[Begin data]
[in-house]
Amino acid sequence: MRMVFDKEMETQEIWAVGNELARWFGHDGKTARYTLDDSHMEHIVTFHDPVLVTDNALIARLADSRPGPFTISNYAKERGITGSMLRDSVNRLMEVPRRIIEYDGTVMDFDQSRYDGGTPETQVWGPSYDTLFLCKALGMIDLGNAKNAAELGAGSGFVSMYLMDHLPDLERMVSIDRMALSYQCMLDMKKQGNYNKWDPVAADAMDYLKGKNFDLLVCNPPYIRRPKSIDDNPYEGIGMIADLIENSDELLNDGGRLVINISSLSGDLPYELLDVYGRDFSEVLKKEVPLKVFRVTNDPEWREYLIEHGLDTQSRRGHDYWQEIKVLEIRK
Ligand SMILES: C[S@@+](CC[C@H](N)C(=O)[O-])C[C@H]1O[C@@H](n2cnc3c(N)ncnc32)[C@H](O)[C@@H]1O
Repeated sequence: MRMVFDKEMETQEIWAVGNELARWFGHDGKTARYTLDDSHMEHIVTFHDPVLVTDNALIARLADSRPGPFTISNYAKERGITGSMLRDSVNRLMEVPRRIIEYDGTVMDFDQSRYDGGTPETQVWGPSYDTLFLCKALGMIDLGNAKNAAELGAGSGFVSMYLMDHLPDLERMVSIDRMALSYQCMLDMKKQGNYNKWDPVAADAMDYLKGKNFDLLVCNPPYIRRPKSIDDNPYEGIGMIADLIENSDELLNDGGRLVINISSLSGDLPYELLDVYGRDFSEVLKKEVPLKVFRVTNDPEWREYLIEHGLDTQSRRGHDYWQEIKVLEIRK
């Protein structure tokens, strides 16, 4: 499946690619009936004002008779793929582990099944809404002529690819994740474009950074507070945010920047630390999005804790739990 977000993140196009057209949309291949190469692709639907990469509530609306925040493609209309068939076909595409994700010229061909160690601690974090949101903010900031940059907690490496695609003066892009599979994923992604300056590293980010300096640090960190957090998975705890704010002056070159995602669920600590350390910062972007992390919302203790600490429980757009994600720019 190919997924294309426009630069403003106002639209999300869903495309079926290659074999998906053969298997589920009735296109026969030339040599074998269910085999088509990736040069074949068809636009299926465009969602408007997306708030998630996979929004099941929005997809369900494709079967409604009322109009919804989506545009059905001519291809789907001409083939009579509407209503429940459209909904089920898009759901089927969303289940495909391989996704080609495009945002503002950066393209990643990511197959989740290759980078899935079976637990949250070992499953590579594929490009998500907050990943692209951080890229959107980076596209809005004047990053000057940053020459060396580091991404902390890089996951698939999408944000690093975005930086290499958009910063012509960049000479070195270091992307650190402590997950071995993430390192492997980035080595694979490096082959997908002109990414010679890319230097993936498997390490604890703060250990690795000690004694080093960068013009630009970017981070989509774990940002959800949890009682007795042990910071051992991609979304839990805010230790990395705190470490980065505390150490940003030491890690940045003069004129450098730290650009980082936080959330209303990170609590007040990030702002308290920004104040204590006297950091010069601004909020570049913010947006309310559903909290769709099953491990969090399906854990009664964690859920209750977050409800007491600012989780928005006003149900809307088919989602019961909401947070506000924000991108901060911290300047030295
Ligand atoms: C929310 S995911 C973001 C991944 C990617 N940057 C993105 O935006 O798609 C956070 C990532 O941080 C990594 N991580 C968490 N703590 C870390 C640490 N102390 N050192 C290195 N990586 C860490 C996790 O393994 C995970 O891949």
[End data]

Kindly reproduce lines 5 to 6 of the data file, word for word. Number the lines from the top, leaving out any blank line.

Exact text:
């Protein structure tokens, strides 16, 4: 499946690619009936004002008779793929582990099944809404002529690819994740474009950074507070945010920047630390999005804790739990 977000993140196009057209949309291949190469692709639907990469509530609306925040493609209309068939076909595409994700010229061909160690601690974090949101903010900031940059907690490496695609003066892009599979994923992604300056590293980010300096640090960190957090998975705890704010002056070159995602669920600590350390910062972007992390919302203790600490429980757009994600720019 190919997924294309426009630069403003106002639209999300869903495309079926290659074999998906053969298997589920009735296109026969030339040599074998269910085999088509990736040069074949068809636009299926465009969602408007997306708030998630996979929004099941929005997809369900494709079967409604009322109009919804989506545009059905001519291809789907001409083939009579509407209503429940459209909904089920898009759901089927969303289940495909391989996704080609495009945002503002950066393209990643990511197959989740290759980078899935079976637990949250070992499953590579594929490009998500907050990943692209951080890229959107980076596209809005004047990053000057940053020459060396580091991404902390890089996951698939999408944000690093975005930086290499958009910063012509960049000479070195270091992307650190402590997950071995993430390192492997980035080595694979490096082959997908002109990414010679890319230097993936498997390490604890703060250990690795000690004694080093960068013009630009970017981070989509774990940002959800949890009682007795042990910071051992991609979304839990805010230790990395705190470490980065505390150490940003030491890690940045003069004129450098730290650009980082936080959330209303990170609590007040990030702002308290920004104040204590006297950091010069601004909020570049913010947006309310559903909290769709099953491990969090399906854990009664964690859920209750977050409800007491600012989780928005006003149900809307088919989602019961909401947070506000924000991108901060911290300047030295
Ligand atoms: C929310 S995911 C973001 C991944 C990617 N940057 C993105 O935006 O798609 C956070 C990532 O941080 C990594 N991580 C968490 N703590 C870390 C640490 N102390 N050192 C290195 N990586 C860490 C996790 O393994 C995970 O891949």